2020年3月20日 星期五

Open hearts, feel about it. Open minds, think about it.

Everyone, read about it; everyone, scream about it.
John Taggart for The New York Times
Author Headshot

By Jamelle Bouie

Opinion Columnist

It suffices to say that this has been a weird week. The situation here in Charlottesville is as strange and crazy as I imagine it is in the New York area. We’re all home, trying to work and entertain a toddler who appears to have an endless supply of energy. As far as this newsletter goes, I was planning to write something about the movies we’ve been watching — my wife and I have been going through the entire Coen brothers filmography, in chronological order — but I may save that for the next newsletter. Instead, I’ll leave you with the usual list of things to read and food to cook as you continue to self-isolate. I hope everyone is staying sane and staying safe.

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What I Wrote

On our fast-moving economic disaster and why Washington needs to think much, much bigger:

Washington is, finally, working toward a response. But even the most ambitious proposals are nowhere near powerful enough to actually stop the coronavirus from destroying the economy. To do that, policymakers have to go beyond stimulus or bailouts for select industries. They have to take responsibility for economic life on a scale not seen since the New Deal.

On the Republican Party’s attempt to distract the public from its profound failures:

It’s tempting to say that now is not the time for partisan recrimination. But this is the second consecutive Republican administration to lead the United States to disaster.

Now Reading

Franklin Roosevelt’s first inaugural address, addressing the nation’s economic crisis.

Patrick Wyman on living through the end of an empire, in Mother Jones.

Caleb Crain on capitalism and democracy in The New Yorker.

Ed Yong on why the coronavirus has been so successful, in The Atlantic.

Stephanie DeGooyer and Srinivas Murthy on the folly of “health nativism” in Dissent magazine.

Namwali Serpell on HBO’s Watchmen in the New York Review of Books.

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Feedback

If you’re enjoying what you’re reading, please consider recommending it to friends. They can sign up here. If you want to share your thoughts on an item in this week’s newsletter or on the newsletter in general, please email me at jamelle-newsletter@nytimes.com.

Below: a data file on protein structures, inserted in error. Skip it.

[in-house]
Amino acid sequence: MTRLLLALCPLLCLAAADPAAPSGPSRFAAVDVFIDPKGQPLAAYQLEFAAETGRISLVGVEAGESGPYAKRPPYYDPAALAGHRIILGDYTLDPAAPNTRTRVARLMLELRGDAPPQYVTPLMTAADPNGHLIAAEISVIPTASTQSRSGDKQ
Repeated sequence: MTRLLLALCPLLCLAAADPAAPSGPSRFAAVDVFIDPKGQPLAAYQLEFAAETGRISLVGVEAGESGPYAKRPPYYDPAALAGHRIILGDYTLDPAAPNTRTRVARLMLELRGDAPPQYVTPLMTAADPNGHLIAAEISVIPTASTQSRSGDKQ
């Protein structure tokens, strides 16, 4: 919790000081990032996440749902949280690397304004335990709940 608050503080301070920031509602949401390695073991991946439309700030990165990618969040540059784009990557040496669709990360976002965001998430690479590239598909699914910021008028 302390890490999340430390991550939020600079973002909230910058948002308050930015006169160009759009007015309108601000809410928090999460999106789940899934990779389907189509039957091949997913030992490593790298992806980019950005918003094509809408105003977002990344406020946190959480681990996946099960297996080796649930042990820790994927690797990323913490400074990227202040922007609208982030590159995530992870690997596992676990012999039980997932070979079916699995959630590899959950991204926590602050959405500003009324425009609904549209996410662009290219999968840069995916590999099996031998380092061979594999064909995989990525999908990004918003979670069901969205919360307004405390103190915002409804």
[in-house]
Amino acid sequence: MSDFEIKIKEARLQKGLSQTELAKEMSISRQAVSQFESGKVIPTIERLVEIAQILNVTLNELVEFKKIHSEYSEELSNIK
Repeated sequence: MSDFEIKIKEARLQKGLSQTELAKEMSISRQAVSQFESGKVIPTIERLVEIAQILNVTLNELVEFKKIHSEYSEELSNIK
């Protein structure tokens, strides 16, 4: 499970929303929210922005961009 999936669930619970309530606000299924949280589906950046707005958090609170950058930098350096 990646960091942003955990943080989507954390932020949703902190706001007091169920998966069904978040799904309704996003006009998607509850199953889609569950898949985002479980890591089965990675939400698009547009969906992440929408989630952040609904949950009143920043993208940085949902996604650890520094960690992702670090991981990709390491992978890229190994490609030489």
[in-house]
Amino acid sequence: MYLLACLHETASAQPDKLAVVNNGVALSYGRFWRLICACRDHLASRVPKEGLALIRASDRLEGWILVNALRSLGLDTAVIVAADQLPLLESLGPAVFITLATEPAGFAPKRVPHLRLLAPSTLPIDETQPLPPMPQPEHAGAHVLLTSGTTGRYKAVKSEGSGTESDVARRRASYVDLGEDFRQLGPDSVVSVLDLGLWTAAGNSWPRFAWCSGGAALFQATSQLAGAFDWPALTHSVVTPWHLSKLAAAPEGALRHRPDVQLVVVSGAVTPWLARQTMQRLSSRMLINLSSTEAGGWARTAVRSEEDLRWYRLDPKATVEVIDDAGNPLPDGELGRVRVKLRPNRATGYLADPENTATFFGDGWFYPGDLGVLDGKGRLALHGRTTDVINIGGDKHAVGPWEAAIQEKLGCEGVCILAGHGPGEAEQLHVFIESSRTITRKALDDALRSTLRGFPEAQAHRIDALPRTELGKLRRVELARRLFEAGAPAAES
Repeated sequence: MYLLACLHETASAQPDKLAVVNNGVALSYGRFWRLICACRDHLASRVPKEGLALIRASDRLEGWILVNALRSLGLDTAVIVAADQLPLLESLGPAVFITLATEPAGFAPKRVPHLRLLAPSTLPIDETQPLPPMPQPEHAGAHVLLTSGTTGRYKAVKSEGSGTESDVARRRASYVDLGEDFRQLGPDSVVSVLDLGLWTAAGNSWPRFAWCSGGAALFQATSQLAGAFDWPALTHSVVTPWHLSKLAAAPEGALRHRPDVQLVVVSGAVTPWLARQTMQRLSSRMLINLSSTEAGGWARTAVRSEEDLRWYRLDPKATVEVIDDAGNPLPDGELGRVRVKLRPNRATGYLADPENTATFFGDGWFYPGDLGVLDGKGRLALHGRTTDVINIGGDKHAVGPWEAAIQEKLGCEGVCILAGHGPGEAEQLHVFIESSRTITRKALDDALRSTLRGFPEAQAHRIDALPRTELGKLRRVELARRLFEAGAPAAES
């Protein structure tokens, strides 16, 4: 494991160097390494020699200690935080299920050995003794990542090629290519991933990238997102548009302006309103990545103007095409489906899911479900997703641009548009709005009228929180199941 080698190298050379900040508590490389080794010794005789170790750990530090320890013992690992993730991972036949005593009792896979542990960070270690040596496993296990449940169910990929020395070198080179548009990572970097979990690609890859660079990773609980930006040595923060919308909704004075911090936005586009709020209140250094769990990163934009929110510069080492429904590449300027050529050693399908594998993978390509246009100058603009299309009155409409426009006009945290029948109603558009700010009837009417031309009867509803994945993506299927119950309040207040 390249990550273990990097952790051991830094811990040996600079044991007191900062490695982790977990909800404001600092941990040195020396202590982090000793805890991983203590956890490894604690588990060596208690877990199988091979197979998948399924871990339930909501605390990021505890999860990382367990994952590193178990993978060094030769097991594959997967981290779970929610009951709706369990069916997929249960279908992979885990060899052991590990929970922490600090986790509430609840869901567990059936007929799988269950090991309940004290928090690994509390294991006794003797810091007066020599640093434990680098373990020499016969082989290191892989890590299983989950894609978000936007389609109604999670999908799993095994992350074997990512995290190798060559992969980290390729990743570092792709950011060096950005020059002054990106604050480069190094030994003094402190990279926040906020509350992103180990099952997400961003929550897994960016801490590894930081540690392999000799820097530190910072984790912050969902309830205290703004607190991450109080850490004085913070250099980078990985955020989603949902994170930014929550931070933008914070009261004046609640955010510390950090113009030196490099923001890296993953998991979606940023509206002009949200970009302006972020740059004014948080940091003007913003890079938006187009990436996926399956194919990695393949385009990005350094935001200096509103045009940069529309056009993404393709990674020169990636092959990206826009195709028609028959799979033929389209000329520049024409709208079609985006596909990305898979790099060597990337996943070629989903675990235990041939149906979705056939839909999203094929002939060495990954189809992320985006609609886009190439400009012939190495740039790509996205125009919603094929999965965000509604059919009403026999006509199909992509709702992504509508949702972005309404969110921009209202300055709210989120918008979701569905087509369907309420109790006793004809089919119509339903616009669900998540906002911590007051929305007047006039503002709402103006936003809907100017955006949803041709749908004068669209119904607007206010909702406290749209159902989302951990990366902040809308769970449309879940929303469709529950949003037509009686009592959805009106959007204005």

Photo of the Week

I was in New Hampshire for its primary last month and shot a roll of film in addition to taking digital photos. This was at an Elizabeth Warren town hall at a church in Portsmouth, N.H., taken from the balcony. I’m actually surprised it came out, since the room was dark and the film was slow. Anyway, the square format is a giveaway that I took this photo on my Yashica twin-lens reflex camera, which has quickly become my favorite thing to shoot with.

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Now Eating: “Impossible” Meat Sauce With Rigatoni

Judging from the bare shelves at my local grocery store, I’m sure many of you have a fair amount of pasta in your pantry. If so, this recipe — which is something I put together last weekend — is an easy way to use some of it, along with any canned tomatoes and aromatic vegetables you might also have. You can use real ground beef, but I had a pound of plant-based Impossible beef on hand and used that instead. In a sauce like this, the difference in taste is almost indistinguishable. Serves 4 people.

Ingredients

  • ¼ cup extra virgin olive oil
  • 1 large yellow onion, diced
  • 2 medium carrots, peeled and diced
  • 4 large cloves garlic, diced
  • 1 tablespoon minced fresh oregano
  • 1 pound beef or beef substitute
  • 3 tablespoons tomato paste
  • generous pinch of red pepper flakes
  • ¼ cup of whatever red wine you’re drinking (optional)
  • 1 28-ounce can of whole tomatoes, crushed by hand or in a blender
  • salt and pepper to taste
  • ½ cup slivered basil leaves
  • 12 ounces rigatoni or other tube-shaped pasta
  • Parmigiano-Reggiano for serving

Directions

Heat olive oil in a Dutch oven or other large, heavy pot over medium heat. Add the diced onions and carrots and cook until they take on plenty of color, at least 10 minutes but typically close to 15 minutes, stirring frequently toward the end to avoid burning. Add garlic and oregano and cook for 2 minutes. Add beef and cook until browned. Add tomato paste and cook for 2 minutes, stirring constantly to evenly coat everything. Deglaze the pan of any burned bits using the red wine, then add the crushed tomatoes along with ¼ to ½ teaspoon of salt and as much freshly ground pepper as you like. Bring sauce to a boil, lower to a simmer, and cover, leaving a crack to let moisture out.

Fill a pot with water and bring it to a boil. Add 2 tablespoons of kosher salt. I know this sounds like a lot, but the high salt content is necessary for flavorful pasta and you’ll be throwing out most of the water anyway. Add your rigatoni and cook according to directions. You want it al dente, since it will finish in the sauce.

While the pasta is cooking, add most of the slivered basil to the sauce, leaving some for garnish. Once the pasta is cooked, drain, reserving 1 cup of the water to add to the sauce, which should have reduced some while you were working on the pasta. The sauce should be well seasoned, but taste and adjust if necessary. Add the pasta and stir, coating with the sauce.

Serve in a warm bowl with remaining basil and grated cheese.

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